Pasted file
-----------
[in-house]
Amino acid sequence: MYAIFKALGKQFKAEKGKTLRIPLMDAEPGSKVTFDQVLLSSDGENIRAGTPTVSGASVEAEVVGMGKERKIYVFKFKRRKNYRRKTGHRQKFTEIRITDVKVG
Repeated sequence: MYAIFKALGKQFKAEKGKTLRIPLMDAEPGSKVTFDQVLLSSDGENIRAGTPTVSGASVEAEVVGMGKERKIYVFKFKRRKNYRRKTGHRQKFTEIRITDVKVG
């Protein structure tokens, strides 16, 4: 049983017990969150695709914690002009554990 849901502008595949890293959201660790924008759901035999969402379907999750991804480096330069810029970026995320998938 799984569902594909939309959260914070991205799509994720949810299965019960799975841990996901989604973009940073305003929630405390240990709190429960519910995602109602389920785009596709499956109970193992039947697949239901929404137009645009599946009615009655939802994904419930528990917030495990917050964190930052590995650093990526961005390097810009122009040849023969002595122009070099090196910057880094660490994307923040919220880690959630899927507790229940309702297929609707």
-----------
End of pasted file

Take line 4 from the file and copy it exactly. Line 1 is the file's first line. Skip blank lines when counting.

């Protein structure tokens, strides 16, 4: 049983017990969150695709914690002009554990 849901502008595949890293959201660790924008759901035999969402379907999750991804480096330069810029970026995320998938 799984569902594909939309959260914070991205799509994720949810299965019960799975841990996901989604973009940073305003929630405390240990709190429960519910995602109602389920785009596709499956109970193992039947697949239901929404137009645009599946009615009655939802994904419930528990917030495990917050964190930052590995650093990526961005390097810009122009040849023969002595122009070099090196910057880094660490994307923040919220880690959630899927507790229940309702297929609707």